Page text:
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Published: July 10th 2016
Calliope, one of the wise female gorillas in the Neptune pack. Photo: Di Robinson
I stared, they stared back. The sun was slowly rising behind a thick blanket of white-grey cloud so the light was dusky but I could clearly see their golden brown eyes looking intently into mine. I breathed hard through my mask, sucking in cloth, exhaling fascination. I was in marantaceae rainforest in the middle of a group of western lowland gorillas, in seventh heaven.
See footage of western lowland gorillas.
The young gorilla I was eyeballing was sitting on a branch practically above my head. One of their friends came bounding down behind them, a bundle of brownish-grey fur and fun, and pushed into them, wanting to play. The two juveniles went hand over hand down tree limbs or swung on vines. A branch broke and they plummeted to the ground but were apparently unhurt.
We had set off at 6 a.m. from Ngaga Camp. We had arrived there the day before after a 40-minute journey in a private plane from Brazzaville. The flight had taken us over endless swathes of savannah and jungle with a winding brown river running through them and deposited us on a strip in the middle of nowhere, where we had
Frogs on the trail. Photo: Di Robinson
been picked up by jolly guides and transported to our destination. We arrived at camp in the pouring rain and had drinks on a comfortable verandah, peering through the mist at the trees, lulled after a good dinner to sleep by frog calls and cicadas.
This morning, Matt and I and Andrea, our Swiss companion on this adventure, had set off with our guide and gorilla tracker, Zaafran, to find the Neptune pack. There were two gorilla packs, Neptune and Jupiter (we saw the Jupiter pack the next day). Both had been 'semi-habituated' by Spanish primatologist, Dr Bermejo. 'Semi-habituated' means the gorillas can tolerate people being within a certain distance of them but are still completely wild animals.
Dr Bermejo had worked with these gorillas to undertake research as western lowland gorillas are secretive and can easily disappear in their vast rainforest habitat so not as much is known about them as their relatives, the mountain gorilla. It was also hoped tourists in the Republic of Congo's fledgling tourist industry would interact with them and spread awareness of their plight. Western lowland gorillas are critically endangered in the IUCN Red List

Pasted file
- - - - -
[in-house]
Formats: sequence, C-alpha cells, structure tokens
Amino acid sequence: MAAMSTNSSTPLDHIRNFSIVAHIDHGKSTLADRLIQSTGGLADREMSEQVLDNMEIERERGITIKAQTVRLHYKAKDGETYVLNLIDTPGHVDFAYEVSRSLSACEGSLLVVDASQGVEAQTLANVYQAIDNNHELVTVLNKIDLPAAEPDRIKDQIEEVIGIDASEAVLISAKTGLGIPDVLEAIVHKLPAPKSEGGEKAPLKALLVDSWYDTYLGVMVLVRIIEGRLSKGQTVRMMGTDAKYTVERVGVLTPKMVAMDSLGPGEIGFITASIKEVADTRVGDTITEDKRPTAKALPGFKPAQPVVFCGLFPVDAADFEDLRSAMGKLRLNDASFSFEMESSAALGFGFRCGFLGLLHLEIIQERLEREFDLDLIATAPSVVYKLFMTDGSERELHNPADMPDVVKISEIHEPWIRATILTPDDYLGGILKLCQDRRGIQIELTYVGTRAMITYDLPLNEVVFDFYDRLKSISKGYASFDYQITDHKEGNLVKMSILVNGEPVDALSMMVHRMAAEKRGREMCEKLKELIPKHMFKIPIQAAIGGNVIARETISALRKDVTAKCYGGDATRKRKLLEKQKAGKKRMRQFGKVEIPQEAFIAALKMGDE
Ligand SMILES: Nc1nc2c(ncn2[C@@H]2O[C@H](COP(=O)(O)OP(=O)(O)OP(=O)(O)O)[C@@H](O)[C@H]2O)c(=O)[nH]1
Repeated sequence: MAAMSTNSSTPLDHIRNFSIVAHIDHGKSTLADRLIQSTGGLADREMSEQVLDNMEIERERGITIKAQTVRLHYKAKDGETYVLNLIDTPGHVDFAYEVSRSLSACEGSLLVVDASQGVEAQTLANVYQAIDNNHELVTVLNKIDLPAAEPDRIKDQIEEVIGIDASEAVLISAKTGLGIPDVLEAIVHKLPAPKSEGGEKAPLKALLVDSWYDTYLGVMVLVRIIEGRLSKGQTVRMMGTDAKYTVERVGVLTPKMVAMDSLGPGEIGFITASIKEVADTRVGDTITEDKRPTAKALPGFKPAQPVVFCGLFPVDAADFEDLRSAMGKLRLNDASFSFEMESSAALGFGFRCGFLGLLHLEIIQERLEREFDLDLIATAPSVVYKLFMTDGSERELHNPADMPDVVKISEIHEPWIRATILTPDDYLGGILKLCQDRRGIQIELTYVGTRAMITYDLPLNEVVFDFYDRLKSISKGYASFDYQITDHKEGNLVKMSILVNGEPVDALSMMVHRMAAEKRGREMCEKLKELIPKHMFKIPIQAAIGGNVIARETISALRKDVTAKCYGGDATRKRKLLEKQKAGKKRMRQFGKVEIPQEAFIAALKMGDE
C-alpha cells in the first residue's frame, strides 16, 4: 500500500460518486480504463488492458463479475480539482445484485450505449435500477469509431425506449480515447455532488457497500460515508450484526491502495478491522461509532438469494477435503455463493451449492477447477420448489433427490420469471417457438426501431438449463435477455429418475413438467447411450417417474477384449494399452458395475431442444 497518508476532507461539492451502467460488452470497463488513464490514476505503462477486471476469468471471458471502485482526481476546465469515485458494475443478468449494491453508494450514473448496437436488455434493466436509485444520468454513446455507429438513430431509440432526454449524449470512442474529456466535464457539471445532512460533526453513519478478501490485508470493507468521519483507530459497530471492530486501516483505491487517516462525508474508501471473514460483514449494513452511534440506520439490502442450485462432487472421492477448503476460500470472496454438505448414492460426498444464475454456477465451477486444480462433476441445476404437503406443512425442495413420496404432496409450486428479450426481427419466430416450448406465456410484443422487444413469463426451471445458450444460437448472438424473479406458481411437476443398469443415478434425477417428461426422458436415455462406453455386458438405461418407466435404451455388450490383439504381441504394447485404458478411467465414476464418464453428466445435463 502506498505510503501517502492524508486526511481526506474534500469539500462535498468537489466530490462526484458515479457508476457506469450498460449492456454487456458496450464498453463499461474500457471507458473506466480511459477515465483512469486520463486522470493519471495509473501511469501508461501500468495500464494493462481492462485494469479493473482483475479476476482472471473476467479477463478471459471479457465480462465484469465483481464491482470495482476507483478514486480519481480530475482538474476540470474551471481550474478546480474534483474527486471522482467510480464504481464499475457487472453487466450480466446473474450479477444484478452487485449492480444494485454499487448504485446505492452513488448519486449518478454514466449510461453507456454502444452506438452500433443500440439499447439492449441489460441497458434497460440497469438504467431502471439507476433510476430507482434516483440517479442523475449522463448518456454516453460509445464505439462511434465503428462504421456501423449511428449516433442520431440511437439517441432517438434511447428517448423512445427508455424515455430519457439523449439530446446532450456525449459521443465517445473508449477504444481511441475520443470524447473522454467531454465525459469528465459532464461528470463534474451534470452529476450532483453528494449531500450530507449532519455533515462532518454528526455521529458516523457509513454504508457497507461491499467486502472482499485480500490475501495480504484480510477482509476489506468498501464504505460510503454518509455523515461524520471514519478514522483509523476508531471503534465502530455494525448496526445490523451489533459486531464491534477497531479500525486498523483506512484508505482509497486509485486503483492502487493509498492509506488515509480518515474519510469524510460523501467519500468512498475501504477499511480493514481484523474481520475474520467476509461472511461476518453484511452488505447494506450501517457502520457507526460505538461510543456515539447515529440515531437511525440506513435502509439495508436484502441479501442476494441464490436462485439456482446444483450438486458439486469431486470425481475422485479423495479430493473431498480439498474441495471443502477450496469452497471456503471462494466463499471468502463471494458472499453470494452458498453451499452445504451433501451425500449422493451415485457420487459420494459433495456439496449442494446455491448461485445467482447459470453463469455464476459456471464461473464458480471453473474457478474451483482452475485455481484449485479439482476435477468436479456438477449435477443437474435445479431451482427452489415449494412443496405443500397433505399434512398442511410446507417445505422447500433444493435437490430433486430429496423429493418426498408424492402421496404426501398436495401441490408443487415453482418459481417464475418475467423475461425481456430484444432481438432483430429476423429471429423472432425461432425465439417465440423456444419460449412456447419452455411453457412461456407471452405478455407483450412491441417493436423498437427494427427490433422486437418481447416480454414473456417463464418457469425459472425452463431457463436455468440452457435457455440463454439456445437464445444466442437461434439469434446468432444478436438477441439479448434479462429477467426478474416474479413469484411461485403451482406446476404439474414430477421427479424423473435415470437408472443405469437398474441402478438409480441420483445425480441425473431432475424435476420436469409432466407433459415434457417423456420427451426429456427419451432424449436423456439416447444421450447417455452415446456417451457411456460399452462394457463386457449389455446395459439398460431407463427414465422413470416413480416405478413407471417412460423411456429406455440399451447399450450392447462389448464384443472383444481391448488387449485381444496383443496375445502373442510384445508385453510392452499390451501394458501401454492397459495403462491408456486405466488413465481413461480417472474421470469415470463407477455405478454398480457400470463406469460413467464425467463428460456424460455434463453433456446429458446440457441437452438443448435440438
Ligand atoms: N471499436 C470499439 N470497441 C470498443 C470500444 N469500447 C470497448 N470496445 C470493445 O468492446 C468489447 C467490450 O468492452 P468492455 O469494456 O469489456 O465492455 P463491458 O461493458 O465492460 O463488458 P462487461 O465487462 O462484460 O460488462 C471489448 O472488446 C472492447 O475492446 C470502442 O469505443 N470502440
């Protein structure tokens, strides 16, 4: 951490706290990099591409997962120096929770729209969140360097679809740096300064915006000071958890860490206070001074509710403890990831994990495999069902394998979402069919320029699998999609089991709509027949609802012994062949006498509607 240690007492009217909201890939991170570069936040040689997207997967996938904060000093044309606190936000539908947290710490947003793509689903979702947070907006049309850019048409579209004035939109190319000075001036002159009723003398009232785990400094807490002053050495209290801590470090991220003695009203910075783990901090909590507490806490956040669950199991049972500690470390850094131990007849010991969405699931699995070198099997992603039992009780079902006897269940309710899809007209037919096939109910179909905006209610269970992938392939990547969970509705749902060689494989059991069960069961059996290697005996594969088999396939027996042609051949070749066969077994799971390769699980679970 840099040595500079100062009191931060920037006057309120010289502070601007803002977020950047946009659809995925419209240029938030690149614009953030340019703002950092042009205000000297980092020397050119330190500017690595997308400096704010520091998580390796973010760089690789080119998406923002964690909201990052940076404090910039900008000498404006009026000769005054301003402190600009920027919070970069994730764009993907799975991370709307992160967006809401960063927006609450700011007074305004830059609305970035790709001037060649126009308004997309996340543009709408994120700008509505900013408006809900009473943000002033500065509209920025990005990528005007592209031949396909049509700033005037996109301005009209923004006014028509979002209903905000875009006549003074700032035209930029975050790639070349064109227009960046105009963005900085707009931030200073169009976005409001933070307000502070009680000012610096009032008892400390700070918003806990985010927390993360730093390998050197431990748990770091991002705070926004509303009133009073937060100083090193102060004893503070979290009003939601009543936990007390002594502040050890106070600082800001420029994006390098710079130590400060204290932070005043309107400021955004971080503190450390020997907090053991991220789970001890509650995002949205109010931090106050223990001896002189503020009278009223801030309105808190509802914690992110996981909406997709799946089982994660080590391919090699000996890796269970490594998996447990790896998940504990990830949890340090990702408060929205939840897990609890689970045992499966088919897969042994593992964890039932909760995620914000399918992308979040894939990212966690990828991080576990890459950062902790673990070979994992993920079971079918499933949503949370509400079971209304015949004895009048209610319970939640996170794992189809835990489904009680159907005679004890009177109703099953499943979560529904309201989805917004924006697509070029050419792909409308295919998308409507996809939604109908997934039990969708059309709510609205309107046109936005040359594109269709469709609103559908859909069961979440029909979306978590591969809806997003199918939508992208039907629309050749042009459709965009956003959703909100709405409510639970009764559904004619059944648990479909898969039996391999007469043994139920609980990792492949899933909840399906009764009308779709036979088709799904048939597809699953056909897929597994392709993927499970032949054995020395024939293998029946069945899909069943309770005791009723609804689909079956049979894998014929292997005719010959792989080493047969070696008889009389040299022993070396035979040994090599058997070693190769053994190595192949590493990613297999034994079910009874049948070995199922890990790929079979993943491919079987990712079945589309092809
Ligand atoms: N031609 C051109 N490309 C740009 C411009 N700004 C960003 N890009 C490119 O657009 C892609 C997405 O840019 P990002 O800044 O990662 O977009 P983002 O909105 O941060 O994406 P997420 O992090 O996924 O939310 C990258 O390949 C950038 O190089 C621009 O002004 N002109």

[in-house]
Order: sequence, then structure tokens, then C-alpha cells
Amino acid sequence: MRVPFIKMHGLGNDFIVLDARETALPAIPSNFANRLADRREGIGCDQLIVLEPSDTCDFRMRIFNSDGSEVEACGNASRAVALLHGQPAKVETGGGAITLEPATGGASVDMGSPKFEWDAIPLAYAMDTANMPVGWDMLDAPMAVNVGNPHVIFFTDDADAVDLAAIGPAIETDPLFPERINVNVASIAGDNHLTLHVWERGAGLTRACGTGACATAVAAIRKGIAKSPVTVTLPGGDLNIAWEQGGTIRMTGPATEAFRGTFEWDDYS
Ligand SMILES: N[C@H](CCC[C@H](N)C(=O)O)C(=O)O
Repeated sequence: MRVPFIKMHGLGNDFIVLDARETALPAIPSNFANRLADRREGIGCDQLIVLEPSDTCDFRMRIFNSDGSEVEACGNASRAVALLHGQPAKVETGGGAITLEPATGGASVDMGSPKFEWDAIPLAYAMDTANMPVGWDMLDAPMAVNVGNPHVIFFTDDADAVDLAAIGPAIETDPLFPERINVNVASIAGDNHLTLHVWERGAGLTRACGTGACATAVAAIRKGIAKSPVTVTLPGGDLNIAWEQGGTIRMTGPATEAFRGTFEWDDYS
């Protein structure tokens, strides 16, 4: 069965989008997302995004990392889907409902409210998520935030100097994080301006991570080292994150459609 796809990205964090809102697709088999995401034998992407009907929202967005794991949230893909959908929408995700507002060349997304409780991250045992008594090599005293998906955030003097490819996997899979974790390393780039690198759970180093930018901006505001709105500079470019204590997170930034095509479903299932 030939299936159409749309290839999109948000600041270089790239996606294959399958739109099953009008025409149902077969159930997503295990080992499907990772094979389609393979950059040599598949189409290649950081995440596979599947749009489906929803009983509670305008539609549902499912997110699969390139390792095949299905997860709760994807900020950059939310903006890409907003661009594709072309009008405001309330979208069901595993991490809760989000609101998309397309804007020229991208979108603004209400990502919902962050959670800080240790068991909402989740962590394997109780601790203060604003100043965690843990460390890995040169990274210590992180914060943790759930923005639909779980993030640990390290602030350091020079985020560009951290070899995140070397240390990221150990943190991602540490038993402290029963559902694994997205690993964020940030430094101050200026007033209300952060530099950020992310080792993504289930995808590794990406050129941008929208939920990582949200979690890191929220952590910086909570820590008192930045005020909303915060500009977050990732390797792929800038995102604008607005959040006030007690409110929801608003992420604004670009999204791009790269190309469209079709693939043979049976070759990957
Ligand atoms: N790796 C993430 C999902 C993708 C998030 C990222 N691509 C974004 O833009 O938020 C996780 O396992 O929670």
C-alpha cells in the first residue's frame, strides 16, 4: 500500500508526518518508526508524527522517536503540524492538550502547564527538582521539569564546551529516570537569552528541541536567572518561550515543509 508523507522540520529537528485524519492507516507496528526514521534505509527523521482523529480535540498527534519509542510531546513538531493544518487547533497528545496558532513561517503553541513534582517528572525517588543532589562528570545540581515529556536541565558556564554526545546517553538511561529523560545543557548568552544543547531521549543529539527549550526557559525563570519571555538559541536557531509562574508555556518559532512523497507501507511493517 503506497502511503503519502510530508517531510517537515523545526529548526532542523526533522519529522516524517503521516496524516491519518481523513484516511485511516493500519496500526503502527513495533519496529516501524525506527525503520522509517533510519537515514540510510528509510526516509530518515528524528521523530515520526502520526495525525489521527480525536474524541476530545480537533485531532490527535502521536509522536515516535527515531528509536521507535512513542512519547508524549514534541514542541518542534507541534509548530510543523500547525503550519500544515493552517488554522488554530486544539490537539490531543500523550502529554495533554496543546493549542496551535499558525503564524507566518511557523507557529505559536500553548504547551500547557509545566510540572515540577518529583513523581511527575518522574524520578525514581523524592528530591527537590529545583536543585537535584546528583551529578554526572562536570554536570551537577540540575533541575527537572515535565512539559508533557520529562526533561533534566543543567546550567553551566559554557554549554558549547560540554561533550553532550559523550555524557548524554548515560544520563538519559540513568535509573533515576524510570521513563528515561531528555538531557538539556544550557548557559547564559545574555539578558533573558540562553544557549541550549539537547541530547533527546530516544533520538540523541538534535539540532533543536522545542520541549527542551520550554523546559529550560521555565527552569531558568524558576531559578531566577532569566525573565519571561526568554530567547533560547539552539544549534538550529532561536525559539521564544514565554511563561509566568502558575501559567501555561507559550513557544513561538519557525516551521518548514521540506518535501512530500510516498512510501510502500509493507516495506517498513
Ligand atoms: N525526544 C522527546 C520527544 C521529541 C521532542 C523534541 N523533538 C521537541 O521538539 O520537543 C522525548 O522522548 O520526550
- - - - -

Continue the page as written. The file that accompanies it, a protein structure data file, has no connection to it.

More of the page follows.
as ebola can wipe out an entire local population, and they are also
White-crested hornbill Tropicranus albocristatus. Photo: Matt Feierabend
threatened by habitat loss through logging, and poaching.
Tracking was fun at first and then wearying. We began by walking down cleared tracks, seeing hornbills, butterflies and lichens. Then the tracker got his machete out and we hacked through the dense marantaceae, a broad-leaved plant with rubbery green leaves on which spiders and beetles rest. It's a benign ecosystem without dangerous insects save the usual malarial mosquito (but there weren't many of them) and it was exciting pretending to be David Attenborough penetrating new hitherto unexplored territory. Then it got tedious and tiring tripping over roots, getting sideswiped by wet leaves. We passed half-eaten pieces of orange fruit strewn on the ground. I picked one up.
'Is that the gorillas?' I asked our guide.
'No, it's a piece of fruit,' he replied, deadpan.
Everyone's a comedian.
Then we passed some trampled down vegetation where the gorillas had slept and a few piles of strong-smelling dung. Excitement rose again.
Come tracking with us.
And here we were, standing thigh deep in thick undergrowth, watching gorillas in the trees eating vegetation, nursing their incredibly cute babies, resting and playing. No sooner had we
Moth on marantaceae. Photo: Di Robinson
arrived than the large silverback, Neptune himself, had descended the trunk of a large tree, powerful muscles ripppling as he climbed down, hand by hand, massive foot by massive foot, and disappeared into the broad-leafed, dense thicket of marantaceae.
We stayed for an hour, wearing masks so we did not pass on any germs to these vulnerable and beautiful animals. And when we left, we could not stop smiling.
Meet the Neptune and Jupiter packs. Find out more about western lowland gorillas. Read my hub page.
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